UN: Insects are ‘food of the future’ (video)

Reading Time: 2 minutes

girl-eating-insectsIn the wake of growing global food insecurity and supply problems, the Food and Agriculture Organisation (FAO) of the United Nations is suggesting that the world’s population may have to reconsider insects as staples in the future, a move that could also help in the battle against obesity.

Due to pressure on water resources, arable land and the threat of climate change, a shortage of food can be expected in the long-run, and eating insects as an environmentally friendly source of food could be the solution ‘if only Western consumers could overcome their disgust,” as the FAO puts it.

“Insects are abundant and they are a valuable source of protein and minerals,” said Eva Mueller, director of forest economics at the FAO, at a press conference in Rome on May 13.

“They are very nutritious, have a high content of protein, minerals and fats, and they already very important for the local populations in many developing countries in Asia, Africa and Latin America, and they actually already play a major role in the food security of 2 billion people in the world. That means one-third of the global population is already eating insects,” he added.

More than 1,900 insect species already find their way onto people’s plates around the world. The report found the insects most commonly consumed by humans were beetles (31 per cent), caterpillars (18 per cent), bees, wasps and ants (14 per cent), followed by grasshoppers, locusts and crickets (13 per cent).

It found that the bugs with most potential were larvae of the black soldier fly, the common housefly and the yellow meal worm.

The report notes the consumption of insects would also provide business and export opportunities for poor people in developing countries, especially women, who are often responsible for collecting insects in rural communities.

 

 

 

Do you like this post?
  • Fascinated
  • Happy
  • Sad
  • Angry
  • Bored
  • Afraid

Reading Time: 2 minutes

In the wake of growing global food insecurity and supply problems, the Food and Agriculture Organisation (FAO) of the United Nations is suggesting that the world’s population may have to reconsider insects as staples in the future, a move that could also help in the battle against obesity.

Reading Time: 2 minutes

girl-eating-insectsIn the wake of growing global food insecurity and supply problems, the Food and Agriculture Organisation (FAO) of the United Nations is suggesting that the world’s population may have to reconsider insects as staples in the future, a move that could also help in the battle against obesity.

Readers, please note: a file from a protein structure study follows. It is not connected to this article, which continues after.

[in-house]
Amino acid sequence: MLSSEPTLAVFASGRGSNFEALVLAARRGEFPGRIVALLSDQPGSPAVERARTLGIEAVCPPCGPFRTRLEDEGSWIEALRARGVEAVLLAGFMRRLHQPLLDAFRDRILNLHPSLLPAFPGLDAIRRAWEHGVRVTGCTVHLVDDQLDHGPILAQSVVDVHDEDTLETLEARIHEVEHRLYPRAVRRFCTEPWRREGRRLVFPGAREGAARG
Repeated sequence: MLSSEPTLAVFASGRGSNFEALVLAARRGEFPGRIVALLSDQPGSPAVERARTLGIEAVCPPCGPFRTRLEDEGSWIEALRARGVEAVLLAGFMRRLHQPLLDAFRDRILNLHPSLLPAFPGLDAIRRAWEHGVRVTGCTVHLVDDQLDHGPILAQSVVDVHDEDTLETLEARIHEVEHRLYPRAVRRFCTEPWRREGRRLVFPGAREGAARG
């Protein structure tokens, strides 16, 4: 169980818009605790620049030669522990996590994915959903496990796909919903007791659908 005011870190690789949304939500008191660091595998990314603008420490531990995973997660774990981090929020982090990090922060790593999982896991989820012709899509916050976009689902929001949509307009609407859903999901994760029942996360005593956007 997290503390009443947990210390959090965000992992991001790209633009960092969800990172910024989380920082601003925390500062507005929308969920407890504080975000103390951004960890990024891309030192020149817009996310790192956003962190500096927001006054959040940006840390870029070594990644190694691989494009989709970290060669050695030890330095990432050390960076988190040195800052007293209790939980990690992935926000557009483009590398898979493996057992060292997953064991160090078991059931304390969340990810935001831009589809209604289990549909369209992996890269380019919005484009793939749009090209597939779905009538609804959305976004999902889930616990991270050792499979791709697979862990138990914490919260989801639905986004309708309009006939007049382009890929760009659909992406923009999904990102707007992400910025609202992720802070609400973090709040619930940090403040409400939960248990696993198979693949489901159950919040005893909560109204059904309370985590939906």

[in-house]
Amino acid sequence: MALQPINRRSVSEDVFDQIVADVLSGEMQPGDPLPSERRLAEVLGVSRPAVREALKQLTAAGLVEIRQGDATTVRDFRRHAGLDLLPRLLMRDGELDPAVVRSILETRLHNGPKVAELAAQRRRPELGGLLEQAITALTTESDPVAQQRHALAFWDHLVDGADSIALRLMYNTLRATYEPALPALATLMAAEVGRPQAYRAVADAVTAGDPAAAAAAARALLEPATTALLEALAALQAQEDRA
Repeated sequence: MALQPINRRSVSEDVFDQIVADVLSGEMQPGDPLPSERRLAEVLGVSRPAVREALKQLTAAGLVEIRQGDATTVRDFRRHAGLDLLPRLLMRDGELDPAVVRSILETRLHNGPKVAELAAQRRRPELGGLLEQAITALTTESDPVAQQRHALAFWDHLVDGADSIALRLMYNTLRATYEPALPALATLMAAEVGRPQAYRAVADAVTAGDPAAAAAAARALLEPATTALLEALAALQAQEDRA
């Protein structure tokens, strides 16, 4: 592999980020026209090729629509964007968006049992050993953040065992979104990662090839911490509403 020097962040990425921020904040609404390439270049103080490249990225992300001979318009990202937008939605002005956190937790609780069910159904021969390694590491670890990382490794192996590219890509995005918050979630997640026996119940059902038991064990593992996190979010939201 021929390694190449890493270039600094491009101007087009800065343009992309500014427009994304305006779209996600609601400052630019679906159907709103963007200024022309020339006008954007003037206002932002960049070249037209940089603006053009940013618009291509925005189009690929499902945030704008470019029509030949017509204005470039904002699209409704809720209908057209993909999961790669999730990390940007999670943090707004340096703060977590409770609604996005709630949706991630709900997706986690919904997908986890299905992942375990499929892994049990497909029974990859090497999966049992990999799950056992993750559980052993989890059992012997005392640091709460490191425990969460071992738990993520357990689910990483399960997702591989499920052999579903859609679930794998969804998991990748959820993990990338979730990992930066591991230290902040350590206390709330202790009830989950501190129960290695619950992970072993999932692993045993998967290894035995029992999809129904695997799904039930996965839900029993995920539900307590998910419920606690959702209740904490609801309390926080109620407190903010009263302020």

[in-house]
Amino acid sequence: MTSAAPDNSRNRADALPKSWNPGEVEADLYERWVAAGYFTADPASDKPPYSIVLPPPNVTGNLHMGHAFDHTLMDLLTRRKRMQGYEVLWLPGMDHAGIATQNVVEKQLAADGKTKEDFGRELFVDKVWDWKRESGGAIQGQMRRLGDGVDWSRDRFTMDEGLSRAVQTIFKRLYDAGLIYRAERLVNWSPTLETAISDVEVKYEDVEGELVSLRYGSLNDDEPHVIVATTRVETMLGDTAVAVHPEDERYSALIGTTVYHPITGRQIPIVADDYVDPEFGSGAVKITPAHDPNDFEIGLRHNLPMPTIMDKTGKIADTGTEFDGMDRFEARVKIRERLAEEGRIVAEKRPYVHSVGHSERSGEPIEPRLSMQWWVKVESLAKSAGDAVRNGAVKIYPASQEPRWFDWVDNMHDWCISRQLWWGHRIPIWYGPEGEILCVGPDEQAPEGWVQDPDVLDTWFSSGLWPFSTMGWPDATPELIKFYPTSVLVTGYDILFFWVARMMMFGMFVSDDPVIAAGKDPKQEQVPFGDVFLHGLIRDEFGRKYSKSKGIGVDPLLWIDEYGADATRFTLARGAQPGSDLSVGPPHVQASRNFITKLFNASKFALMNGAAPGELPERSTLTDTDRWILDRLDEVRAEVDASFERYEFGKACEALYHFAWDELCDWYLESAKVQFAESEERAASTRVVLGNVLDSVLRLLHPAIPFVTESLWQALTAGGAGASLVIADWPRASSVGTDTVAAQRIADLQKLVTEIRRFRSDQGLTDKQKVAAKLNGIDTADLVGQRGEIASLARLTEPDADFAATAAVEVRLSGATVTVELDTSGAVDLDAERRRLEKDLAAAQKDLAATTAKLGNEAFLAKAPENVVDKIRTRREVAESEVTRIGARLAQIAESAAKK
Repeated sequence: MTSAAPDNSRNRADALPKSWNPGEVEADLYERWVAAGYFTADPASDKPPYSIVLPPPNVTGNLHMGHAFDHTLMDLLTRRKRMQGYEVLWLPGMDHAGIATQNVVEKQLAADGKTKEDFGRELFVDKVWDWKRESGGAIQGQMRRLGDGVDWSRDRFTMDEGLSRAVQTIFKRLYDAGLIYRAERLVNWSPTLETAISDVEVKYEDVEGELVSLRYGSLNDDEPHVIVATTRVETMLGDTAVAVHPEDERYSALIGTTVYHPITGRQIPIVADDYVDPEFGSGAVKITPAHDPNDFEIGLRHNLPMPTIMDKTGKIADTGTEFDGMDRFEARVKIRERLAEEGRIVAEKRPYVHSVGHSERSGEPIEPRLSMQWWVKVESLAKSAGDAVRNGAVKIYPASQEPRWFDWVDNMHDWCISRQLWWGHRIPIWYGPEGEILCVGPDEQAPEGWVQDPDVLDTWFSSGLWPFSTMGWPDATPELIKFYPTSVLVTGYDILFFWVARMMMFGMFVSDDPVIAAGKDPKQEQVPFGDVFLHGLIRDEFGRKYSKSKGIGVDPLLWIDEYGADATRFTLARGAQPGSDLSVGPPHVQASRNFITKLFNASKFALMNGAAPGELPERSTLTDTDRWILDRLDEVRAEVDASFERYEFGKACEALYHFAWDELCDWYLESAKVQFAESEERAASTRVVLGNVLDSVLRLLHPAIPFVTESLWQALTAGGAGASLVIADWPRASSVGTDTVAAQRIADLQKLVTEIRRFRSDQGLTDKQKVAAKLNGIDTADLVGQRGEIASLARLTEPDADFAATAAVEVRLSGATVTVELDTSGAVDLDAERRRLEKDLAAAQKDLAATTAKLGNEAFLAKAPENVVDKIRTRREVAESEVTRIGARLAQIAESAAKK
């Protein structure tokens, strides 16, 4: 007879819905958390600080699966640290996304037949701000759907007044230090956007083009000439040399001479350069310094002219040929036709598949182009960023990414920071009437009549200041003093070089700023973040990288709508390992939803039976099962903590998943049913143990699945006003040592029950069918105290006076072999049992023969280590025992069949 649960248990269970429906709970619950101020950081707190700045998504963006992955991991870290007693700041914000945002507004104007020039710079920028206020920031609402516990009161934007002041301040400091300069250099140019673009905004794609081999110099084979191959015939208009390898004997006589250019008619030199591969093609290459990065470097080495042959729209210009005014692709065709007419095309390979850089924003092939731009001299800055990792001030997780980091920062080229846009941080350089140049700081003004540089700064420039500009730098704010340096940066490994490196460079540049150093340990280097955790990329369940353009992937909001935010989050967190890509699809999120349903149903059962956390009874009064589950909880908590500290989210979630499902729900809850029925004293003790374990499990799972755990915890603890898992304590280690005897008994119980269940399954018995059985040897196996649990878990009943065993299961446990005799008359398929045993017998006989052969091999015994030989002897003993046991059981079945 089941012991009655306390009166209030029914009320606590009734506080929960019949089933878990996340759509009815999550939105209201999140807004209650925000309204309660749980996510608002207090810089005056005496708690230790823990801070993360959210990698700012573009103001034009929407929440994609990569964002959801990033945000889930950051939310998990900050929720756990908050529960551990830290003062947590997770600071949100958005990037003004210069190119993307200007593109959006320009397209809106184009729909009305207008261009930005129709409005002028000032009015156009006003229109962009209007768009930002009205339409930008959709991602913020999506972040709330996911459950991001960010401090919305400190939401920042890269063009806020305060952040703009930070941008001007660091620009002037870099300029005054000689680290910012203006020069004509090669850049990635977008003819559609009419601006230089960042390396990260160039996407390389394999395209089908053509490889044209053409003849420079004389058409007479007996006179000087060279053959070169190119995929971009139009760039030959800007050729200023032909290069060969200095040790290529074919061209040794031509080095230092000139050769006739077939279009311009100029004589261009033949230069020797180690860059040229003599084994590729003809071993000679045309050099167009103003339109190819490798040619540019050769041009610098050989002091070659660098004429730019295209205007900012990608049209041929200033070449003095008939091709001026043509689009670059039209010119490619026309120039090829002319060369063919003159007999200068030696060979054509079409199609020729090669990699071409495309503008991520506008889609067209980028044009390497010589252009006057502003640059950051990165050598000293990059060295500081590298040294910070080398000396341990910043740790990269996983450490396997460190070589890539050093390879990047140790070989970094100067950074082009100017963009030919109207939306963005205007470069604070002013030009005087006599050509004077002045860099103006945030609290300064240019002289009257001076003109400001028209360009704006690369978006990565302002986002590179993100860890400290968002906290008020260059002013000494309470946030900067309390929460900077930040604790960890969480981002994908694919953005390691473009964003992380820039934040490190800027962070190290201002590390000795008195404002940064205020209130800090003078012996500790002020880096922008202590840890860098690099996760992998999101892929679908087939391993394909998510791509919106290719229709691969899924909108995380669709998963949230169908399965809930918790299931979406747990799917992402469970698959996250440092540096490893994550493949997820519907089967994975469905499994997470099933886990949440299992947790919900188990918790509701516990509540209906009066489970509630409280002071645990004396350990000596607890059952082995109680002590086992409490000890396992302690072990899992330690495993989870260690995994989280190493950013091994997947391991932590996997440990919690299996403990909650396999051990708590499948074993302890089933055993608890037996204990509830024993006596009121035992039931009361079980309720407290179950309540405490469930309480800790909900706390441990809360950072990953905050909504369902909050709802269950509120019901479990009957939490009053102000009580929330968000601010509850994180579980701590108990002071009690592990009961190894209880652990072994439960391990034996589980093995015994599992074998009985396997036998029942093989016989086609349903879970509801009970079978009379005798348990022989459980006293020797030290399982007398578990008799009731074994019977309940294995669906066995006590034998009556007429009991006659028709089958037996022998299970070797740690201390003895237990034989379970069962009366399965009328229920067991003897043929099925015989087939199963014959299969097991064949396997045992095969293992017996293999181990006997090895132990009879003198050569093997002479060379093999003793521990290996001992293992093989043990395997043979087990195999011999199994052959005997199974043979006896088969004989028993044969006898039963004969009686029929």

Due to pressure on water resources, arable land and the threat of climate change, a shortage of food can be expected in the long-run, and eating insects as an environmentally friendly source of food could be the solution ‘if only Western consumers could overcome their disgust,” as the FAO puts it.

“Insects are abundant and they are a valuable source of protein and minerals,” said Eva Mueller, director of forest economics at the FAO, at a press conference in Rome on May 13.

“They are very nutritious, have a high content of protein, minerals and fats, and they already very important for the local populations in many developing countries in Asia, Africa and Latin America, and they actually already play a major role in the food security of 2 billion people in the world. That means one-third of the global population is already eating insects,” he added.

More than 1,900 insect species already find their way onto people’s plates around the world. The report found the insects most commonly consumed by humans were beetles (31 per cent), caterpillars (18 per cent), bees, wasps and ants (14 per cent), followed by grasshoppers, locusts and crickets (13 per cent).

It found that the bugs with most potential were larvae of the black soldier fly, the common housefly and the yellow meal worm.

The report notes the consumption of insects would also provide business and export opportunities for poor people in developing countries, especially women, who are often responsible for collecting insects in rural communities.

 

 

 

Do you like this post?
  • Fascinated
  • Happy
  • Sad
  • Angry
  • Bored
  • Afraid